It is George Marsh’s last day as a well-respected coal miner. His estranged, environmental lawyer daughter, Samantha, requests that she be given the opportunity to accompany him on his last day on the job in order to understand him better. As you might predict a drilling accident traps George, Samantha and a group of miners 600 feet deep in the bowels of the mine and they are informed that it will take 72 hours for rescue. The miners immediately seek refuge in a surprisingly cool emergency pod. However, hysteria, claustrophobia and cabin fever start to set in and as the air mix starts to turn “bad”. Soon the coal miners begin to hallucinate and fighting breaks out. Eventually the story about a previous group of missing miners is revealed and Samantha begins to believe that something sinister is going on in the mine.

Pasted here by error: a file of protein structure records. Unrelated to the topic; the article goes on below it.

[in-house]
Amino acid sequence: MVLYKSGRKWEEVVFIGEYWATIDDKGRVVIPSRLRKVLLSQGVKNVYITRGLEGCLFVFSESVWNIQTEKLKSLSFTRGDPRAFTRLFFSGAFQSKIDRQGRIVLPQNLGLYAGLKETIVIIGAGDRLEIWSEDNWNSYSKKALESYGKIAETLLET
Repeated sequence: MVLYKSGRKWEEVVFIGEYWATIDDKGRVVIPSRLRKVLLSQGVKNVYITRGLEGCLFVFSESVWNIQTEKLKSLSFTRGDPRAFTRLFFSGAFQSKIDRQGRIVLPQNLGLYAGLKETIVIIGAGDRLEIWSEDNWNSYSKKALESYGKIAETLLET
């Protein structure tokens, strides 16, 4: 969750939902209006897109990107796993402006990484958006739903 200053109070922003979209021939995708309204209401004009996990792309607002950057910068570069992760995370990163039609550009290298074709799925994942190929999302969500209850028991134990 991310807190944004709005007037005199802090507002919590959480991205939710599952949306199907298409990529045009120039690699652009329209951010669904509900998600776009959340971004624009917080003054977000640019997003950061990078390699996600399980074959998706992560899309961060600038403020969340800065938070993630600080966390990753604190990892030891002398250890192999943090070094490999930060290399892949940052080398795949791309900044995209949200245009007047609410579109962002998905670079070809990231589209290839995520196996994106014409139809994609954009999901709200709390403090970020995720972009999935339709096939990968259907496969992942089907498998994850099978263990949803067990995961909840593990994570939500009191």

Like “Moon” (2009), the filmmakers of Beneath craft a realistic world where we watch people in very difficult jobs perform their duties. The cast is believable in their portrayal of crusty coalminers and never once to they veer into “stupid” territory (e.g. drinking, drugs, weed, sex, etc) which can ruin a movie (e.g. Prometheus). There is nothing inherently wrong with Beneath, it’s just been done before. The movie The Descent (2005) pretty much owns the claustrophobia of being stuck underground and Beneath never comes close to that scale of terror. Still, I’ll watch Jeff Fahey in anything.